Kevin565 Chicken Obsessed Premium Member

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    Quote:You sell organic? Was it hard to go through all the paper work? I've been looking into getting certified.
     
  6. mnabity

    mnabity Chillin' With My Peeps

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    Apr 26, 2010
    Eagar, AZ
    I'm still waiting for my hens to lay but here's my plan.

    1.) $3-$3.50 (discount if they bring their own carton)

    2.) No.

    3.) I live in a small town so word of mouth has already got several customers waiting for my hens to get a move on. Also the local feed store allows us to put up signs as well as the post office and local bulletin boards like that.

    4.) The bloom that's on the eggs when they are laid helps keep them fresh longer so unless the egg is dirty I leave it alone. If they are dirty I take a slightly wet paper towel or washcloth and gently wipe it off. I do let customers know they are not washed.

    5.) Between WOM and local bulletin boards I have plenty of free advertisement. A friend of mine put a notice on facebook and within one day she had 30 requests

    6.) I encourage customers to bring their own cartons(small discount). If they don't I do have some I purchased but most will bring their own. I do put labels on the carton with my contact info regardless of where the carton comes from.

    Best of luck to you!

    Miki
     
  7. clairabean

    clairabean Chillin' With My Peeps

    Nov 7, 2010
    Kootenays of BC!
    We also only feed organic feeds.


    1.) How much do you sell very large sized brown/white eggs? We have small EE banties, plus a few larger browns- $3 dozen

    2.) Do you charge more for Maran or Auraucana eggs? N/A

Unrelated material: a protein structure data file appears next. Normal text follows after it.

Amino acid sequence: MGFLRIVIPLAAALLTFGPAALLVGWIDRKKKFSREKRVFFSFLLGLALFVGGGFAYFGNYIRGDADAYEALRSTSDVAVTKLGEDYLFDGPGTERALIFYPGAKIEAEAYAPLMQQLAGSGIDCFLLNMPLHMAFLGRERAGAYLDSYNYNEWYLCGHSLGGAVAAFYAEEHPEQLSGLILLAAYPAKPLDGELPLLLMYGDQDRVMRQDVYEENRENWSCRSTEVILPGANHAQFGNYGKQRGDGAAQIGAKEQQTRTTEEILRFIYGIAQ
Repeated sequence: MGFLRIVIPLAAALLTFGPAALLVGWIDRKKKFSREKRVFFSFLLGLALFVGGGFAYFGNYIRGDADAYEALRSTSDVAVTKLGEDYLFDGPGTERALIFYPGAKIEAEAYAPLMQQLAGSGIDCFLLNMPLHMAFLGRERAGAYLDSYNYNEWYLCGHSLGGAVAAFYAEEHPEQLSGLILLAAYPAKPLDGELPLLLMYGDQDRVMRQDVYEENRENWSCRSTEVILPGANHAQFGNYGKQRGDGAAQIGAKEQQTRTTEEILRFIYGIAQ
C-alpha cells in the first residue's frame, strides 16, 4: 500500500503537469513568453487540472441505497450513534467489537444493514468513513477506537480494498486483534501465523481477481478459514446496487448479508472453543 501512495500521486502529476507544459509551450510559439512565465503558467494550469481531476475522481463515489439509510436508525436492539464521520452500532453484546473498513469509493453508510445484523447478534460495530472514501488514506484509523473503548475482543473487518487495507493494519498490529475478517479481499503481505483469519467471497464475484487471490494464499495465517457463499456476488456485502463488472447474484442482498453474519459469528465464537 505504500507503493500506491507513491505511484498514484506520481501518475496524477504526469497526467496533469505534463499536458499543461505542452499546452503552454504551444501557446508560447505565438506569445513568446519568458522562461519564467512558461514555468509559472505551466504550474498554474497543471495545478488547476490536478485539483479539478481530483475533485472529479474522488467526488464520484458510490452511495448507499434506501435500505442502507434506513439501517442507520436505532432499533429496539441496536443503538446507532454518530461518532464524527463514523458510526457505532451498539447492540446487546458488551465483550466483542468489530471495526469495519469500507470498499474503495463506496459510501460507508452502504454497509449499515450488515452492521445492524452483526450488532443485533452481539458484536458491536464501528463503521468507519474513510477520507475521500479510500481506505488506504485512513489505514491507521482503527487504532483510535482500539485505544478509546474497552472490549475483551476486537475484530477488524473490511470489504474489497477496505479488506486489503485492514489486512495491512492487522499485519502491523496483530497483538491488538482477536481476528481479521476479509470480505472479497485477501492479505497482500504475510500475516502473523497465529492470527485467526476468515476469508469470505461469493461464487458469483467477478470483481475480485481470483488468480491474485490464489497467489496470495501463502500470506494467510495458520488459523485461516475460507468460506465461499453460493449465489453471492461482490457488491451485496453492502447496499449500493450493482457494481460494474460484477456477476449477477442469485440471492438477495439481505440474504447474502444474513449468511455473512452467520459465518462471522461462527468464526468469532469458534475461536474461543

3.) Where do you try to sell them? Mostly through friends. If I have an unusual amount I advertise at our bulletin board in town

    4.) Is it necessary to wash eggs with a special "egg soap" if you plan on selling them? No

    5.) How do you advertise your eggs and does advertising really work? Of course it works. How else will people know you intend to sell?

    6.) Is it a good idea to buy new cartons when selling to customers who are strangers instead of using re-used ones Always the environmentalist and frugalist I reuse. There are enough used cartons floating around to house every egg out there. No need to buy new

    ETA- you are going to get many answers, as the answers vary greatly from area to area.
     
    Last edited: Dec 6, 2011
  8. Moogie

    Moogie Chillin' With My Peeps

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    DFW, Texas
    Quote:There is a difference between foods that are USDA certified organic and those which are organically produced or grown. The first involves meeting strict gov't regulations and requirements in order to label the product as USDA certified organic.

    But organically grown (non-certified) is a commitment by the farmer to not use pesticides, growth hormones, GMOs, regular and/or indiscriminate use of antibiotics, chemical fertilizers, etc in the production of their food products. Braum's is a good example of this - they're not certified as organic and yet their dairy products certainly meet that commitment.

    I use organic feed, and the chickens free range. Since I'm also a beekeeper, we do not use any pesticides or chemicals anywhere on our acreage. Yes, our eggs are organic, they're just not certified organic. From what I've read, private or individual gardeners/farmers are not certified -- it's probably just too cost prohibitive.
     
  9. m_shuman

    m_shuman Chillin' With My Peeps

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    Apr 22, 2011
    Springfield, GA
    Quote:
     
    Last edited: Dec 6, 2011
  10. nuttyredhead

    nuttyredhead Chillin' With My Peeps

    May 3, 2010
    Southern NH
    Quote:NO. I HAVE FAMILY SAVE THEIRS AND I USE THOSE.